Monday, January 17, 2005


How The U.N Wants to Fight Global Poverty

Guess how!

It's really quite simple. The industrialized countries need to up their aid to poor countries to half of a percent of their national incomes. Don't believe it? Well the beloved U.N. says it's "utterly affordable."

"We're talking about rich countries committing 50 cents out of every $100 of income to help the poorest people in the world get a foothold on the ladder of development," said Sachs, appointed by UN Secretary General Kofi Annan to head the project in 2002.

The worldwide outpouring of grief and aid since the tsunami killed more than 150,000 people has stirred hope here that the same wellspring of empathy can be tapped for what Sachs called "the silent tsunami" of global poverty that kills more than 150,000 children every month from malaria alone.

So then, Americans are not paying enough taxes?

I wonder if these bureaucrats even know the meaning of the world capitalism. Did it ever occur to them that the most prosperous countries are ones where individual rights and property rights are upheld?

I doubt it. To them, it's all a matter of industrialized, prosperous countries being stingy. It's as if they believe that the wealth created in America makes other countries poorer. That bromide is debunked here, and here.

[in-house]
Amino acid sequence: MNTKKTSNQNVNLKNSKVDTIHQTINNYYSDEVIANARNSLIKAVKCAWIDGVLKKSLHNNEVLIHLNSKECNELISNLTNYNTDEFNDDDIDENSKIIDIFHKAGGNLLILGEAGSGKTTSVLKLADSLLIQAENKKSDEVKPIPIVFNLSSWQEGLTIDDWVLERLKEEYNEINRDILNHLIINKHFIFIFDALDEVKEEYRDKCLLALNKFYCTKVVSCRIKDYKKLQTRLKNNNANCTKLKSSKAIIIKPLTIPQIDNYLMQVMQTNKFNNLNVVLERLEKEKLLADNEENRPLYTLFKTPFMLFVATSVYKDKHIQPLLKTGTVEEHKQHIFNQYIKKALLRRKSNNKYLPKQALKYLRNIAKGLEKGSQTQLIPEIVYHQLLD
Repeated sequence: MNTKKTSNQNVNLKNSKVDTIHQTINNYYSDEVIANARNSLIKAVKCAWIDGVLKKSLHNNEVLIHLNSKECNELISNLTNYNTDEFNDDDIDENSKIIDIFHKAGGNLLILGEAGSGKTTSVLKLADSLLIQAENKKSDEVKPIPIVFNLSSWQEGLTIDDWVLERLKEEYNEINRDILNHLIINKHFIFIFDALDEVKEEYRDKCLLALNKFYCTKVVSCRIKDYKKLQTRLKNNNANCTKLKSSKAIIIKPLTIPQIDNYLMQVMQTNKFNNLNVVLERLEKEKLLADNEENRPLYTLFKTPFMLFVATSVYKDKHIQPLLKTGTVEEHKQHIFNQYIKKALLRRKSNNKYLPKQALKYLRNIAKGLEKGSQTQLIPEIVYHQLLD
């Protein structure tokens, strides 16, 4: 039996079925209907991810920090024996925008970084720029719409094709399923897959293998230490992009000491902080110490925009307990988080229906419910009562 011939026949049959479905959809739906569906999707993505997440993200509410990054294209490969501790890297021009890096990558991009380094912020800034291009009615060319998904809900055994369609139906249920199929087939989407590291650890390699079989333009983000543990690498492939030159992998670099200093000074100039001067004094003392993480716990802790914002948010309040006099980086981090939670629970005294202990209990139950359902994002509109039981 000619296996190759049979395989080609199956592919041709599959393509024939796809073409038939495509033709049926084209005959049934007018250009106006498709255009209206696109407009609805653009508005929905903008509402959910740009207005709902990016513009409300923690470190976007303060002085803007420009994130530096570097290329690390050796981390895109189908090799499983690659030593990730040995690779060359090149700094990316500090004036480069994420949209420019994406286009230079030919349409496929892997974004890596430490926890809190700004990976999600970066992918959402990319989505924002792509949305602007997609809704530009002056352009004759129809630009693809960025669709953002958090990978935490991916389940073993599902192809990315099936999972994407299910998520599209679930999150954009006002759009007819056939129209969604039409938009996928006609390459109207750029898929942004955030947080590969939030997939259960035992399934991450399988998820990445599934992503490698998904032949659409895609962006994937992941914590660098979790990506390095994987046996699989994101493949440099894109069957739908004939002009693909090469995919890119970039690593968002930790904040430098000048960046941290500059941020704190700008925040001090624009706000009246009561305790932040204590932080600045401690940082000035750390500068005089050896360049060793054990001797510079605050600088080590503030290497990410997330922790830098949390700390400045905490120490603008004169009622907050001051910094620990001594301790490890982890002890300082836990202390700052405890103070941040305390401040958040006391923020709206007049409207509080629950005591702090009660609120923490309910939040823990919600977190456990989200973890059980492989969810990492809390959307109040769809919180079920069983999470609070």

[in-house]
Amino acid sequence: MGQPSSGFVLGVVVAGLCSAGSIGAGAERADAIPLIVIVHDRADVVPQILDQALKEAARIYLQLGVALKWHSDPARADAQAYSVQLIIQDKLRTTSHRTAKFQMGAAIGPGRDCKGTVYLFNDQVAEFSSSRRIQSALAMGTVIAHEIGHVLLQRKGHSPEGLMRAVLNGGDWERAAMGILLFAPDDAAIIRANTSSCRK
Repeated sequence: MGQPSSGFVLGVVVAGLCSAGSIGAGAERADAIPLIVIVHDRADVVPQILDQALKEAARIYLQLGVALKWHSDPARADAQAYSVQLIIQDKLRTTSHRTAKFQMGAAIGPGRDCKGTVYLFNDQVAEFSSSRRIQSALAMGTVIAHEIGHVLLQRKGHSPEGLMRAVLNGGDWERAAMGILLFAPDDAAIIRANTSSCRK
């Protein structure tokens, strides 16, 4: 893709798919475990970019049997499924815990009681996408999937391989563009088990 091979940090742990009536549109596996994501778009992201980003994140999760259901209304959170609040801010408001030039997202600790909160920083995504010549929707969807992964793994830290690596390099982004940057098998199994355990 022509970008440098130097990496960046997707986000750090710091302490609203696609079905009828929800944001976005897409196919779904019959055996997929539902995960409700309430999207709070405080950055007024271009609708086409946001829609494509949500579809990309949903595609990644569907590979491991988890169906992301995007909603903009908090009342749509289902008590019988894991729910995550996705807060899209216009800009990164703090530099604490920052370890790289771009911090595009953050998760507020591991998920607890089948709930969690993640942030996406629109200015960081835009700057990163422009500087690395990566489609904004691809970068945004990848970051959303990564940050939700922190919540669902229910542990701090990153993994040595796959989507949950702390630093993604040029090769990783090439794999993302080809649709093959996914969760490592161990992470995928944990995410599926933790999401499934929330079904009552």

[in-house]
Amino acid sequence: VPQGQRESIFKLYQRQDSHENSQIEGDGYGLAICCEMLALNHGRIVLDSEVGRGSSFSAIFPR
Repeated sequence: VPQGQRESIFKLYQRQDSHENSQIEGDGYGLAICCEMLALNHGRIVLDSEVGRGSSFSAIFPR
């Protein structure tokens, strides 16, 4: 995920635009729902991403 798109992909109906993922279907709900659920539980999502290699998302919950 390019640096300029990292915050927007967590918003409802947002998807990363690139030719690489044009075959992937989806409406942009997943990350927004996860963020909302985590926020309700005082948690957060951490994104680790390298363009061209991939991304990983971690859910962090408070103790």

Andrew Bernstein of the Ayn Rand Institute describes capitalism best in an old commentary piece:

Capitalism is a social system based on individual rights, the right of every individual to his life, his liberty and the pursuit of his own happiness. The thinkers of the Enlightenment, including John Locke and the Founding Fathers, brought these ideas to the forefront in Europe and America. The result was an economic revolution, which--in a relatively brief time--transformed the West from a poverty-stricken region to one of great productive wealth. This system of freedom liberated the most creative minds of Western society, resulting in a torrent of innovations--from James Watt's steam engine to Louis Pasteur's germ theory to Henry Ford's automobile to the Wright Brothers' airplane and much more. This new freedom, and the Industrial Revolution it spawned, resulted in vast increases in agricultural and industrial production.

Creative minds--from Thomas Edison to Steve Jobs--flourish only under freedom. The result is new products, new jobs, new wealth, in short: the furtherance of life on earth, in length, quantity and quality. Under the kings, theocracies, military dictatorships and socialist regimes that dominate Africa, such minds are stifled. The result is stagnation, poverty and death.

Africa has the identical natural resource fundamentally responsible for the West's rise: the human mind. But it has neither the freedom nor the Enlightenment philosophy of reason, individualism and political liberty necessary for creating wealth and health. Africa is mired in tribal cultures that stress subordination to the group rather than personal independence and achievement. All over the continent brutal dictators murder and rob innocent citizens in order to aggrandize themselves and members of their tribes.

Time to give that U.N. the boot!


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